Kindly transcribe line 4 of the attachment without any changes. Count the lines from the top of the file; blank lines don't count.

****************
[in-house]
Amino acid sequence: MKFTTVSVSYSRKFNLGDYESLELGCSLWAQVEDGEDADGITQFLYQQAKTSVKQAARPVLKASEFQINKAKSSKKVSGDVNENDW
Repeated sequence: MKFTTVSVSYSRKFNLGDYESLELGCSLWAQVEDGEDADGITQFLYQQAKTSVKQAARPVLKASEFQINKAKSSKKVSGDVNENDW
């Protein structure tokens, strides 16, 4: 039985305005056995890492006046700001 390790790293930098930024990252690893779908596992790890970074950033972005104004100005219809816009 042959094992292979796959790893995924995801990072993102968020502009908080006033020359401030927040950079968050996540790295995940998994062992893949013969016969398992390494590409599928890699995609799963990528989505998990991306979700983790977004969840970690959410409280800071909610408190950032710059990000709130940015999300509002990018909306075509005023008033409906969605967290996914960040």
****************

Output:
């Protein structure tokens, strides 16, 4: 039985305005056995890492006046700001 390790790293930098930024990252690893779908596992790890970074950033972005104004100005219809816009 042959094992292979796959790893995924995801990072993102968020502009908080006033020359401030927040950079968050996540790295995940998994062992893949013969016969398992390494590409599928890699995609799963990528989505998990991306979700983790977004969840970690959410409280800071909610408190950032710059990000709130940015999300509002990018909306075509005023008033409906969605967290996914960040």